Take 2 Crown units and join them to either side of each of the 9-Patch centre. Press the seams.

Finishing the block
Take one of the Crown units and two 4 1/2in halloween character/dark green corner squares and attach one to each end rotating so that the dark green corner is in the bottom corner, use the photo as a guide. Repeat pairing up corners and units to make 2.

Using the above photo as a guide join one corner/Crown row to the upper edge of the Crown/9-Patch row, press the seams. Repeat with another corner/Crown row on the lower edge ensuring you check the rotation is correct. Press the seams.

Ta da!

Below is the quilt I made for Australian Patchwork & Quilting magazine – it’s actually the current issue Volume 27 No 8 and is available now. As you can see the use of just two colours in a light and dark tone really reveals the tertiary and secondary designs that the block creates.

If you have any questions about this block you can comment below, email frankensteinsfabrics@hotmail.com, ring me on 0416 023 637 or you can find me in the Honey Pot Bee group on FB.

I can’t wait to see your blocks!

Happy sewing!

Marni xx

 

 

 

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Mum’s First Quilt

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So this quilt-along will be a little different to your usual type of quilting instructions. Mainly because I’m letting Mum take the lead on this one. It’s her quilt and her learning pace, so there’s no rushing and no set timeframe.

Mum works from home for the most part of the week, working in our shared space, the craft room/office. As it’s on the top floor of the house it does get a bit warm but when the sun is around the back of the house first thing in the morning it is quite chilly. Mum decided she wanted to try and make a quilt for herself. Something small enough that she can give it a go without being too overwhelmed with its size, but big enough to drape over her legs while she works on the computer.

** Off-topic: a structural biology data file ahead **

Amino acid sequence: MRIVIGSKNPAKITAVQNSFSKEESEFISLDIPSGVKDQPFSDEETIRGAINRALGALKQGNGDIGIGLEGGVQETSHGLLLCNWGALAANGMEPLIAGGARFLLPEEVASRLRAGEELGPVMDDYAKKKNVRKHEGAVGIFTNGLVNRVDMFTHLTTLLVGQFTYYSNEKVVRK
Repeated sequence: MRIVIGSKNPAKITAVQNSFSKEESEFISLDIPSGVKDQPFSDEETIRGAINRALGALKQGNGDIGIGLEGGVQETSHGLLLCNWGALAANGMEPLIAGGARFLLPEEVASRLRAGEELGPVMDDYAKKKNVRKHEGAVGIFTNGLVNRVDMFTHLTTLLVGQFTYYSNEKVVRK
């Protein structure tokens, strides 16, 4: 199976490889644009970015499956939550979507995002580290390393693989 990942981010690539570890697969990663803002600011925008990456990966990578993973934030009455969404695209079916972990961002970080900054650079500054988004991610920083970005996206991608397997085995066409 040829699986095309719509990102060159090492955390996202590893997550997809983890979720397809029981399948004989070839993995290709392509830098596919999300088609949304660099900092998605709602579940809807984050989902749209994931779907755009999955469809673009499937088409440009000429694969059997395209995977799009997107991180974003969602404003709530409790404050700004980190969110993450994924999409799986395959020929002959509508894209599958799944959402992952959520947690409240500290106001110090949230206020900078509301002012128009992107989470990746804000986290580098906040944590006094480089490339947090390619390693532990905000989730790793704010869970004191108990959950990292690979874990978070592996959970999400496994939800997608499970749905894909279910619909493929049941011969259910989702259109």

So the other night while we watched CSI (Saturday Crime Night) we pulled out every piece of fabric that Mum owns. Which was not a lot as she’s not really a sewer  to the extent I am (read craft hoarder), she used to dabble when my sister and I were little but she mainly painted ceramics and now does cake decorating and some knitting.

Having helped quilters choose fabrics for almost a decade I have created my own process when working with customers who struggle with fabric choice – getting them to tell me little things about the fabrics they’ve chosen so I can work my way through their selections and help nudge them in the right direction – whether that direction be a complete selection or a partial one with more things to find later – and then get the fabrics to speak its design to us.

So Mum’s fabrics were a bit random to say the least. She had a few themes which she’s picked up on but generally it wasn’t a cohesive group of fabrics. We started by dividing them into what groups we could see – blenders, black and whites, brights, small prints (mainly tone-on-tones) and miscellaneous. We also matched up fabrics that worked together, hoping that as we worked through the pile we would find something or enough little somethings that would spark an idea.

Once everything was sorted we stepped back and looked at what we’d done. Mum couldn’t quite see where I was going, she wasn’t really even clear with herself about what she wanted and was concerned that her random fabric purchases and mini raids on my stash had left her with a pile that couldn’t be used.

rsz_20140516_092938

Which is never the case. Because stash diving gives you the opportunity to see what you have (and how much of it), which means you can then either use what you have buying only a few bits to add in or you can see you have nothing that works and buy from scratch. Both are equally good but it all boils down to the timing, the project and your budget.

So I made her pick up the two fabrics that spoke to her the most and explain why they spoke to her.

20140516_025124   20140516_025246

The first one she finds calming, the softer colour palette is peaceful and contains her favourite colours. It’s not too bold but it’s still an interesting print.